Who'd have ever thought that a moped could become one of the ultimate symbols of teenage rebellion? Back in the late 60s the UK government was becoming increasingly alarmed at the growing tide of motorcycle injuries suffered by young, inexperienced riders on 250cc machines. Once the reserve of old Brit plodders like the BSA C11G, the 250 class had proved to be a breeding ground for a new wave of high performance bikes from Japan, and as Honda twins and two-strokes from Suzuki and Yamaha became more and more affordable, inexperienced youngsters were coming to grief at alarming rates.
The answer, introduced on 15 December 1971, was a change in the law that restricted 16-year-old riders to mopeds, then defined as ‘a two-wheeler of less than 50cc and equipped with pedals which must be able to drive the machine’. Intended to drive novice riders to the safe waters of granny’s shopping 'ped, the new law immediately came in for criticism on the grounds that young riders would be left to trundle in the gutter in the wake of buses and lorries, without the power to get out of trouble.
The manufacturers were quick to spot the new market for sporty 50cc bikes, tuned for performance and nominally fitted with pedals to make them legal. A generation of youngsters turned to the new bikes with a mixture of glee and rebellion, for here was a way to enjoy biking whilst cocking a snook at the new legislation. And the bike that set the pace in the sixteener class was the Yamaha FS1, a Euro-spec mini-bike legalised for the UK with a set of pedals and redesignated FS1-E (for England). This Popsicle Purple FS1-E, model designation 394, is typical of bikes in production between 1974 and 1976. It was also offered in Baja Brown, and early models (1972-1974) came in Candy Gold.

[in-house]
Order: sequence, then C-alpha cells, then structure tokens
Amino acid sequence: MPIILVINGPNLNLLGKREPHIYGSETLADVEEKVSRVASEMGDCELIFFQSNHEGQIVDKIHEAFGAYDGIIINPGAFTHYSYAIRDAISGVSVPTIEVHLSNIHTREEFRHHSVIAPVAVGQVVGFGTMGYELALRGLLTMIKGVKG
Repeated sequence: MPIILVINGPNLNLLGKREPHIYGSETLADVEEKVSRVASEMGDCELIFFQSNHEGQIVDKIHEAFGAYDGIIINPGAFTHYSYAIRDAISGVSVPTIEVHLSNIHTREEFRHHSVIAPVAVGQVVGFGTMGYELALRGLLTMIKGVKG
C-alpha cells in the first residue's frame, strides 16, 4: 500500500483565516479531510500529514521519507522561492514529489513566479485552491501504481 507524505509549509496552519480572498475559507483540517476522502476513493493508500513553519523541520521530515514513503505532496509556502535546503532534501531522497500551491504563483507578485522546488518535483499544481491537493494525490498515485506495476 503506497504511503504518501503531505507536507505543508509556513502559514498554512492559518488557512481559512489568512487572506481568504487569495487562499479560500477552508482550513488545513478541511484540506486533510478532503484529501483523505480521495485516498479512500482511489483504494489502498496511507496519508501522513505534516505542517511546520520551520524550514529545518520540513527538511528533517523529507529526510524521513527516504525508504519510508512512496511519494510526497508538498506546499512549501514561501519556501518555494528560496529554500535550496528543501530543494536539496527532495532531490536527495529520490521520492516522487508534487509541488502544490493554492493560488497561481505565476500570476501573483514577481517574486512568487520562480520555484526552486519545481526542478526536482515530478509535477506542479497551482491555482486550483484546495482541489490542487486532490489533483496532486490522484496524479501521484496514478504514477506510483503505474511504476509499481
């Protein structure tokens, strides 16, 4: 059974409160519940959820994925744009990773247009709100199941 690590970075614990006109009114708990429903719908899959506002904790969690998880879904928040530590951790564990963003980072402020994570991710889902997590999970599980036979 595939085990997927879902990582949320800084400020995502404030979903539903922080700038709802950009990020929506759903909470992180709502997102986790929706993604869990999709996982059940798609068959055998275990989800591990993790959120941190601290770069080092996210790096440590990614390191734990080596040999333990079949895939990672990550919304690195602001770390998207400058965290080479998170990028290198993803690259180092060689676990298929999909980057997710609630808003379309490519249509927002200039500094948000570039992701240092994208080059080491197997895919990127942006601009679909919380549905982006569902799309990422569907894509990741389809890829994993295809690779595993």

On 1 August 1977 the authorities caught up and, fed by a tabloid newspaper spree of ‘shock-horror’ stories, redesignated the moped class with a design speed limit of 30mph. The requirement for pedals was deleted, and an era came to an end.
By this time the ‘Fizzy’ (now dubbed FS1-E DX) had sprouted a racy disc front brake and bright yellow paint job with ‘speedblock’ graphics. In 1977 this gave way to the 30mph restricted 2GO FS1-M. Sales struggled on until 1983, when the Fizzy, as it was known and loved, ended production.
John Powell is a die-hard Yamaha two-stroke fanatic, and is preparing a dedicated museum to the brand at his home in South Wales. His first FS1-E was an original Candy Gold model and he has now restored a host of similar bikes, owning a collection of ten at one point. While working as a teacher in a girls’ grammar school, he encouraged his class to restore a Fizzy for their motor vehicle studies lessons, which the girls enjoyed tremendously. This 1974-registered bike came to John with only 4133 miles, but had been used as a field bike and was in very poor condition. John carried out all the restoration work himself.